8 near future. Then you will have a chance to try it out. Skill Steps Action and Thinking Every skill is made up of a number of steps. Each of the steps is either a thinking step or an action step. A thinking step is something that we say to ourselves; it cannot be seen. In our sessions, when we do a thinking step, we point to our head to show group members that what we are saying is to ourselves, and is going on inside our head. As we point to our head, we say the words (the thoughts in our head) aloud so everyone can hear them. The second type of step is an action step. It is called that because others can see the person doing that skill step. Skill Step Identification Step 1 is, Look at the person who is talking. Is that a thinking step or an action step? (Answer: It is an action step because you can see where someone is looking.) Step 2 is, Think about what is being said Is that a thinking step or an action step? (Answer: It is a thinking step.) P-2-6 Active Listening 1. Look at the person who is talking 2. Think about what is being said 3. Wait your turn to talk 4. Say what you want to say You and the group members should read the 6 Lesson 2-8

9 Step 3 is, Wait your turn to talk. Which type of step is that thinking or action? (Answer: It is an action step, as you can see someone waiting.) Step 4 is, Say what you want to say. Is that a thinking step or an action step? steps of the skill (rather than just saying step 1 or step 2. ) Repeating the entire step at every opportunity will reinforce learning. (Answer: It is an action step. You can observe someone saying something.) What questions do you have about the steps of the skill, Active Listening? Hand Out Pocket Skill Cards Here is a card that lists the steps of the skill. You will use it later to help when practicing the skill (during the session and in real life situations). Activity 3: Model the skill Active Listening Now Mr./Ms. and I will model the skill for you. Modeling Display Option #1 For institutional settings, adult or youth: I am a member of a group, and Mr./Ms. Thank each contributing group member and provide positive feedback for participation. H-2-1 Pocket Skill Cards, Active Listening The purpose of a modeling display is to demonstrate the steps of the skill. Use one of the three options suggested in the lesson plan to make sure that you do that correctly. Select the situation which applies to your group Lesson 2-9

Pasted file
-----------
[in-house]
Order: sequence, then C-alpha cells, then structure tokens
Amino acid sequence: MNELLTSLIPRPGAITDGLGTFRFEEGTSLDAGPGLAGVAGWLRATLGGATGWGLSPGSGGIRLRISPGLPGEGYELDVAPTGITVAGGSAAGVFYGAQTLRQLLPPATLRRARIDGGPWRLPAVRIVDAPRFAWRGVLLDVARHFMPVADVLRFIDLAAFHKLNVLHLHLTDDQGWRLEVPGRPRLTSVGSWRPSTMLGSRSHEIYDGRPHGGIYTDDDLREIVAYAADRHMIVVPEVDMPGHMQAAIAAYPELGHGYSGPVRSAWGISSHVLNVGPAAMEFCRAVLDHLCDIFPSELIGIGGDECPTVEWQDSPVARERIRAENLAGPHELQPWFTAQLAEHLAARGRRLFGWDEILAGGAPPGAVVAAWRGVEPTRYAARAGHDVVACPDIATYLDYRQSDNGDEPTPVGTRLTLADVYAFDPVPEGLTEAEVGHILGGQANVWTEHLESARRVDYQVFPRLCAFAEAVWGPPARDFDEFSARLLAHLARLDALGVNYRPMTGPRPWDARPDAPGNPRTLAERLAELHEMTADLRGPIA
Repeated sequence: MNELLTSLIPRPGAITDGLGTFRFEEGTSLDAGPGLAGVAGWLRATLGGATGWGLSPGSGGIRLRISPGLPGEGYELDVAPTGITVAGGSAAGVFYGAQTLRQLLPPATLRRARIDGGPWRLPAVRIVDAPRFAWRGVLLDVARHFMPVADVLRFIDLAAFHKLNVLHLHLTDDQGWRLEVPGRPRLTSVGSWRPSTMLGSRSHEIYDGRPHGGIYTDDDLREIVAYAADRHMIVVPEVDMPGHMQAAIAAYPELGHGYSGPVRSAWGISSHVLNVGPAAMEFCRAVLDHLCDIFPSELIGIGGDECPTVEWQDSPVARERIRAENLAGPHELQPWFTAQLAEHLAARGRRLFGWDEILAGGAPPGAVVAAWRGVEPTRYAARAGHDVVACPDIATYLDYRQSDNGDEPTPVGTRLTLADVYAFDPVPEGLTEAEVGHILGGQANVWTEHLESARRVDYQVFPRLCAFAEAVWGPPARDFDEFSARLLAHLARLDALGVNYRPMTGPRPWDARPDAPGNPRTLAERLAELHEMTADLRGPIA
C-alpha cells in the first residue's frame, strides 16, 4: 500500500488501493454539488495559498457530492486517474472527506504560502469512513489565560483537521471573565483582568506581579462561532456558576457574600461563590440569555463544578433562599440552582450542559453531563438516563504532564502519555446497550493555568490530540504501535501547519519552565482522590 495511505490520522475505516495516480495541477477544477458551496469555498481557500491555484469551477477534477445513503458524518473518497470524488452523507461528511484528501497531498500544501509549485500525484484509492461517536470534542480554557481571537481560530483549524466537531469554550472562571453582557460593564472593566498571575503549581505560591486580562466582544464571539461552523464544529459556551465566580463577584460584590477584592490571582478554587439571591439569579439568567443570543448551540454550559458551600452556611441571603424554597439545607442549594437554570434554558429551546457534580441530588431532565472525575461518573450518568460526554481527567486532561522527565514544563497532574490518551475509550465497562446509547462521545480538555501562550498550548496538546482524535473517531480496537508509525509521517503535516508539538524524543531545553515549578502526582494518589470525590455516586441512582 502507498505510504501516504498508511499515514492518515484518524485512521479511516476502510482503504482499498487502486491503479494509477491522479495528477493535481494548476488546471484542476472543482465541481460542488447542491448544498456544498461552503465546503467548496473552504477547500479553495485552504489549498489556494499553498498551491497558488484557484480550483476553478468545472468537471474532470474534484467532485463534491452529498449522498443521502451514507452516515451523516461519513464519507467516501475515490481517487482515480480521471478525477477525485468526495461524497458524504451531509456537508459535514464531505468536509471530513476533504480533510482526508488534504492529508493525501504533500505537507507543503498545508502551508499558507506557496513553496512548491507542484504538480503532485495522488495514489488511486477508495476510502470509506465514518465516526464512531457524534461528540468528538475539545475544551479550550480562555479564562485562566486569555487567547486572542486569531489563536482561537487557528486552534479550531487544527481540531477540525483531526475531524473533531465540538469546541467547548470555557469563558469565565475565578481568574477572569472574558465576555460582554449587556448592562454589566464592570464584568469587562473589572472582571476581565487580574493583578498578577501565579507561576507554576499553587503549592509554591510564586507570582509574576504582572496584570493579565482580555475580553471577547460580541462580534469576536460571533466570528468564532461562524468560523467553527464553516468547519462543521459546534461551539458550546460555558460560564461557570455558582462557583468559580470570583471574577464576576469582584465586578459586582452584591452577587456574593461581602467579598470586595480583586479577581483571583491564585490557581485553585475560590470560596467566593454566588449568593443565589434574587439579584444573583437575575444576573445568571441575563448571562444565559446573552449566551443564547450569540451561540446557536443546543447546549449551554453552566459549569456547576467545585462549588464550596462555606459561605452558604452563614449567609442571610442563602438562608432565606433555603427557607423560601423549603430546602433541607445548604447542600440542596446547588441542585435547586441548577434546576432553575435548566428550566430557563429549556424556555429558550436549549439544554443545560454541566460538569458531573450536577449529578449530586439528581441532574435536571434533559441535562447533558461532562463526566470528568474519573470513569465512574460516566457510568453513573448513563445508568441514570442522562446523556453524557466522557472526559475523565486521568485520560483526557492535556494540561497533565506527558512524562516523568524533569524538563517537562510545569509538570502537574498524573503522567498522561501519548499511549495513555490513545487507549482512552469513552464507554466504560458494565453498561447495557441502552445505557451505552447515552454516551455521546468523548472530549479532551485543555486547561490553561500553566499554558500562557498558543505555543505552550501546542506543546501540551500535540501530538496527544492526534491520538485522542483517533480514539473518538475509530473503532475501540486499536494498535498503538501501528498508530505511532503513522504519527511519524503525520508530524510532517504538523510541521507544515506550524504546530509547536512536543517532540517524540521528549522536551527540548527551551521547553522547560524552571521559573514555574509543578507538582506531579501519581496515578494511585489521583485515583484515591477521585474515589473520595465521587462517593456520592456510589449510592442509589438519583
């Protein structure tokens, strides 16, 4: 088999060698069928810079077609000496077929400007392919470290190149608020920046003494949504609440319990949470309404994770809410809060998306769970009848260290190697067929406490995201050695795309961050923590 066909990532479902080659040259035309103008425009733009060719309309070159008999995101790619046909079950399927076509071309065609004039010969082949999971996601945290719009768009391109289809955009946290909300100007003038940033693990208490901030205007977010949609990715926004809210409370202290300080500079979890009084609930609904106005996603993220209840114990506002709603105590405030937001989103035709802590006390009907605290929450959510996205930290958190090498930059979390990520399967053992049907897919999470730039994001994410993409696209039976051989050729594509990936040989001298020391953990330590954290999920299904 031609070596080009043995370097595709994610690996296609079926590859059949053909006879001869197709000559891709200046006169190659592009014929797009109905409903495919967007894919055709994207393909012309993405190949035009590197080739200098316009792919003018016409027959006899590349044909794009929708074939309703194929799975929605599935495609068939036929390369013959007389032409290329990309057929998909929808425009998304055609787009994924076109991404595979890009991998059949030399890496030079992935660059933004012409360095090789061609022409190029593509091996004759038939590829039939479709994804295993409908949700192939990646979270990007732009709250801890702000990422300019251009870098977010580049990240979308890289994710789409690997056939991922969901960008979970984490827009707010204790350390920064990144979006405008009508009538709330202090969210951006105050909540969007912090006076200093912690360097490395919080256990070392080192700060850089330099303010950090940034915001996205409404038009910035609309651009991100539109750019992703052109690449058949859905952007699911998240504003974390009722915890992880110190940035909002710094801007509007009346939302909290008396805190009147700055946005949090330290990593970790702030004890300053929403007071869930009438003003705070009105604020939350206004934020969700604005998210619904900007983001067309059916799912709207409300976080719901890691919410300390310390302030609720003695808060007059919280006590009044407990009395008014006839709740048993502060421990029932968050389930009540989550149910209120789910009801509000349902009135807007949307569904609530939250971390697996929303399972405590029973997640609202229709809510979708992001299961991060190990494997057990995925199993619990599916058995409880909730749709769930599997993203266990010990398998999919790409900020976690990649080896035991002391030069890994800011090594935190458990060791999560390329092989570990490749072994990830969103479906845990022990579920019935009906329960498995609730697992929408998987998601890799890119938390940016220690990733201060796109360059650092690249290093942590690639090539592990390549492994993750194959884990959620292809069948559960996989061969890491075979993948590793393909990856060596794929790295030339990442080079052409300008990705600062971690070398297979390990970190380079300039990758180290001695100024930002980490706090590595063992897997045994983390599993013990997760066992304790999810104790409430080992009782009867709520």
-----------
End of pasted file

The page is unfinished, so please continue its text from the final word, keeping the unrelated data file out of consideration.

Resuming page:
10 is telling a story about a situation that happened in the cafeteria where he/she saw a kitchen worker drop a serving spoon onto the floor then pick it up and put it back in the food. Modeling Display Option #2 Probation or parole settings: I am meeting with my P.O. for the first time. He is instructing me about the conditions of my release (or of probation) and I have to listen carefully to know when my curfew is and how far I can travel from home without being in violation of my parole/probation. Modeling Display Option #3 Generic setting for youth: My friend approaches me in the school yard and I must listen to him/her because he/she is telling me directions to the party I want to go to this weekend. setting; Youth, adult, community, or incarceration. It may be appropriate to change some details of the situation to meet the circumstances of your audience but the core elements should stay the same. Tell group members which facilitator is the main actor, modeling the skill. Tell group members to observe the steps of the skill in general. They will be assigned specific steps to observe during the role play. Lesson 2-10 Model the skill; follow the steps of the skill exactly as you expect the group members to use them. Be sure to point to your head and talk aloud when performing a thinking step